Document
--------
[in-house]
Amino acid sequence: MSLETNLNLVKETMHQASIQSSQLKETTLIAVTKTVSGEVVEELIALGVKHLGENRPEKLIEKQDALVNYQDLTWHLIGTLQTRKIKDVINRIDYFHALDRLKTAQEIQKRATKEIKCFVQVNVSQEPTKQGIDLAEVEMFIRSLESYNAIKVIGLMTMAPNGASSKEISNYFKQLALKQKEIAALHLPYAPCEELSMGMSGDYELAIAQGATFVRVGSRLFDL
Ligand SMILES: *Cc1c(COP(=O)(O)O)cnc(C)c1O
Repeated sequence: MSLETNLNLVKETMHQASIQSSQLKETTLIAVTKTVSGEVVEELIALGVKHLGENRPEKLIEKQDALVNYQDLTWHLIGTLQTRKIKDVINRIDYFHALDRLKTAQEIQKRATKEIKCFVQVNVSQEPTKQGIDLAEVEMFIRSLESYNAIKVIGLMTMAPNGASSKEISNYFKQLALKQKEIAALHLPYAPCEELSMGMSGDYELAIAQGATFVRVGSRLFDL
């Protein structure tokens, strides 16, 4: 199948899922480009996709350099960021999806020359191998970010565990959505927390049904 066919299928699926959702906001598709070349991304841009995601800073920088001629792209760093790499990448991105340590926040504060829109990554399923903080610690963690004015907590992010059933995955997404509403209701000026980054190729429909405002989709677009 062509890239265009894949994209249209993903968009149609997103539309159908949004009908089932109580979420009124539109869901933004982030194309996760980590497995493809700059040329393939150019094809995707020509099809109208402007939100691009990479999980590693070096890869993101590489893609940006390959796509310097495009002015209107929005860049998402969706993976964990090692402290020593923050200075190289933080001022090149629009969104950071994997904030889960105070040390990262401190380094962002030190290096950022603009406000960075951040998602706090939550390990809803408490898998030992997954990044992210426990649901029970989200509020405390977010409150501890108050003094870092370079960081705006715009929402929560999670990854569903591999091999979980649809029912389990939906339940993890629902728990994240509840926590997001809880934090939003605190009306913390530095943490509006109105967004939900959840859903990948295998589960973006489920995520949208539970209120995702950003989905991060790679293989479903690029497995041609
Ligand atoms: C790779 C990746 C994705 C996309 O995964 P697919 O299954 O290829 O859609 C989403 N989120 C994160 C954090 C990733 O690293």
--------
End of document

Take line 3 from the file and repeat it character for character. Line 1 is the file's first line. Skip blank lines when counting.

Ligand SMILES: *Cc1c(COP(=O)(O)O)cnc(C)c1O